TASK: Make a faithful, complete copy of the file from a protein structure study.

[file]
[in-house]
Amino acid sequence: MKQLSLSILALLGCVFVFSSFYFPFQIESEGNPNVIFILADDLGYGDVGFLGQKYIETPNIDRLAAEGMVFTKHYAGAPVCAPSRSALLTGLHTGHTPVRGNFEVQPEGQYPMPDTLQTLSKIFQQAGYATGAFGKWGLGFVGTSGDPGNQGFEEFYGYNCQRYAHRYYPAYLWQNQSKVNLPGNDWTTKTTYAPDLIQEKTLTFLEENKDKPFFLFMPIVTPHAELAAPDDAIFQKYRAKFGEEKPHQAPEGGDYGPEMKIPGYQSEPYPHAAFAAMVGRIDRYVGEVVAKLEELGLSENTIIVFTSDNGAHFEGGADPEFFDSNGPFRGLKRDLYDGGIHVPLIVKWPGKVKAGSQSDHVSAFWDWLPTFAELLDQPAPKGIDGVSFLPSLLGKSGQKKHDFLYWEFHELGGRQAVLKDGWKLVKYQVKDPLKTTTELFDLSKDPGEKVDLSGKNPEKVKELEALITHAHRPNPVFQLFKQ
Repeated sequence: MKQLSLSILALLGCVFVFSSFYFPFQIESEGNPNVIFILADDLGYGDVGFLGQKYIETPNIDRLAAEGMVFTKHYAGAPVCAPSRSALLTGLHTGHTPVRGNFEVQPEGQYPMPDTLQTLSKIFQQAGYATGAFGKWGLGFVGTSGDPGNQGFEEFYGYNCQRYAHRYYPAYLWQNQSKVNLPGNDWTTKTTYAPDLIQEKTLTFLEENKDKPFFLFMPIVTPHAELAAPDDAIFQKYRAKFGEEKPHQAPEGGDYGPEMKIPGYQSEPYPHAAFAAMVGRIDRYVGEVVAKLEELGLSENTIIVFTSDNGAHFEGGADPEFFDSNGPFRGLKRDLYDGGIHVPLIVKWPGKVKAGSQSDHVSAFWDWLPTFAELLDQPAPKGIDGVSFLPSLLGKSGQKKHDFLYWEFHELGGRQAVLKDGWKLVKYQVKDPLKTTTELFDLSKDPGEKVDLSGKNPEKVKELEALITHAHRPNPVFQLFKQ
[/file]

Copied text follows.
[in-house]
Amino acid sequence: MKQLSLSILALLGCVFVFSSFYFPFQIESEGNPNVIFILADDLGYGDVGFLGQKYIETPNIDRLAAEGMVFTKHYAGAPVCAPSRSALLTGLHTGHTPVRGNFEVQPEGQYPMPDTLQTLSKIFQQAGYATGAFGKWGLGFVGTSGDPGNQGFEEFYGYNCQRYAHRYYPAYLWQNQSKVNLPGNDWTTKTTYAPDLIQEKTLTFLEENKDKPFFLFMPIVTPHAELAAPDDAIFQKYRAKFGEEKPHQAPEGGDYGPEMKIPGYQSEPYPHAAFAAMVGRIDRYVGEVVAKLEELGLSENTIIVFTSDNGAHFEGGADPEFFDSNGPFRGLKRDLYDGGIHVPLIVKWPGKVKAGSQSDHVSAFWDWLPTFAELLDQPAPKGIDGVSFLPSLLGKSGQKKHDFLYWEFHELGGRQAVLKDGWKLVKYQVKDPLKTTTELFDLSKDPGEKVDLSGKNPEKVKELEALITHAHRPNPVFQLFKQ
Repeated sequence: MKQLSLSILALLGCVFVFSSFYFPFQIESEGNPNVIFILADDLGYGDVGFLGQKYIETPNIDRLAAEGMVFTKHYAGAPVCAPSRSALLTGLHTGHTPVRGNFEVQPEGQYPMPDTLQTLSKIFQQAGYATGAFGKWGLGFVGTSGDPGNQGFEEFYGYNCQRYAHRYYPAYLWQNQSKVNLPGNDWTTKTTYAPDLIQEKTLTFLEENKDKPFFLFMPIVTPHAELAAPDDAIFQKYRAKFGEEKPHQAPEGGDYGPEMKIPGYQSEPYPHAAFAAMVGRIDRYVGEVVAKLEELGLSENTIIVFTSDNGAHFEGGADPEFFDSNGPFRGLKRDLYDGGIHVPLIVKWPGKVKAGSQSDHVSAFWDWLPTFAELLDQPAPKGIDGVSFLPSLLGKSGQKKHDFLYWEFHELGGRQAVLKDGWKLVKYQVKDPLKTTTELFDLSKDPGEKVDLSGKNPEKVKELEALITHAHRPNPVFQLFKQ